Terrain NRM is improving 1000 hectares of native vegetation in the Great Barrier Reef catchment and protecting critical ecosystems through this project.
The Wet Tropics is a biodiversity hotspot of global significance. But weeds also love the tropical conditions, and the region is home to more than 500 species listed as declared weeds in Queensland.
Terrain NRM is partnering with the Far North Queensland Regional Organisation of Councils and local councils to tackle the problem strategically, thanks to funding from the Queensland Government’s Natural Resources Investment Program.
Weeds are one of the two greatest threats to native vegetation in the Wet Tropics – second only to clearing.
This four-year ‘Native Vegetation – Many Hands Make Light Work Project’ will tackle ‘transformer’ weeds, which are particularly invasive. In doing so it will increase the resilience of big patches of native vegetation containing endangered eco-systems and ‘of concern’ habitat.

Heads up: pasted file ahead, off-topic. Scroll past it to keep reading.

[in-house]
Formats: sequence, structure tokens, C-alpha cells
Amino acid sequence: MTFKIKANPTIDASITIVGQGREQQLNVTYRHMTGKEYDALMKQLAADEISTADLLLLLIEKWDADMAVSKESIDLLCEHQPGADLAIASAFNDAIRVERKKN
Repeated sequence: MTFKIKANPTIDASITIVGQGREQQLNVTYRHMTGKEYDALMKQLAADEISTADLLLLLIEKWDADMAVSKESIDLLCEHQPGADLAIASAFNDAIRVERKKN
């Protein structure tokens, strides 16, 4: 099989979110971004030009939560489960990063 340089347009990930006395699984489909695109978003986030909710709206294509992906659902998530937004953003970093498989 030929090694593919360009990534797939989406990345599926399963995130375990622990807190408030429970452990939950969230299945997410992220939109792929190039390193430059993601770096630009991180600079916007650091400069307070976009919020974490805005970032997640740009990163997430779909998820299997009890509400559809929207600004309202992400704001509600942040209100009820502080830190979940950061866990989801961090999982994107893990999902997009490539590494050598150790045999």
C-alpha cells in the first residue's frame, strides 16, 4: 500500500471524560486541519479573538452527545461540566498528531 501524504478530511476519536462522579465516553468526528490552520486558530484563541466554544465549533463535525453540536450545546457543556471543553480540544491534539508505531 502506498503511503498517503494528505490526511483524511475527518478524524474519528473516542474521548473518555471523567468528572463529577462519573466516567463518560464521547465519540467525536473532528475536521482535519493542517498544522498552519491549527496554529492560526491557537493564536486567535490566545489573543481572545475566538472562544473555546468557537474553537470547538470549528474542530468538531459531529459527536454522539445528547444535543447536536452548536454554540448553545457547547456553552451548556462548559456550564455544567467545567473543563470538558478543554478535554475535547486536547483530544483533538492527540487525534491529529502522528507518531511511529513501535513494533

Terrain NRM, councils and FNQROC are working together to select sites for on-ground projects from weed control and fire management to tree-planting and assisted regeneration.
The first sites are in the Daintree, Cassowary Coast and Atherton Tableland regions.
The Daintree site is beside the Mossman River where hiptage, an invasive weed, is smothering rainforest. On the Atherton Tablelands, a rare wet sclerophyll ecotone at South Cedar Creek in the Ravenshoe area is under threat from lantana and changed fire regimes. On the Cassowary Coast, a combination of guinea grass, bramble and fire has badly damaged world-heritage rainforest on council and national park land at Nyleta Creek, Silkwood.
For more information about the Native Vegetation - Many Hands Make Light Work project, contact Terrain NRM’s Tony O'Malley on 0437 728 190 or via email at email@example.com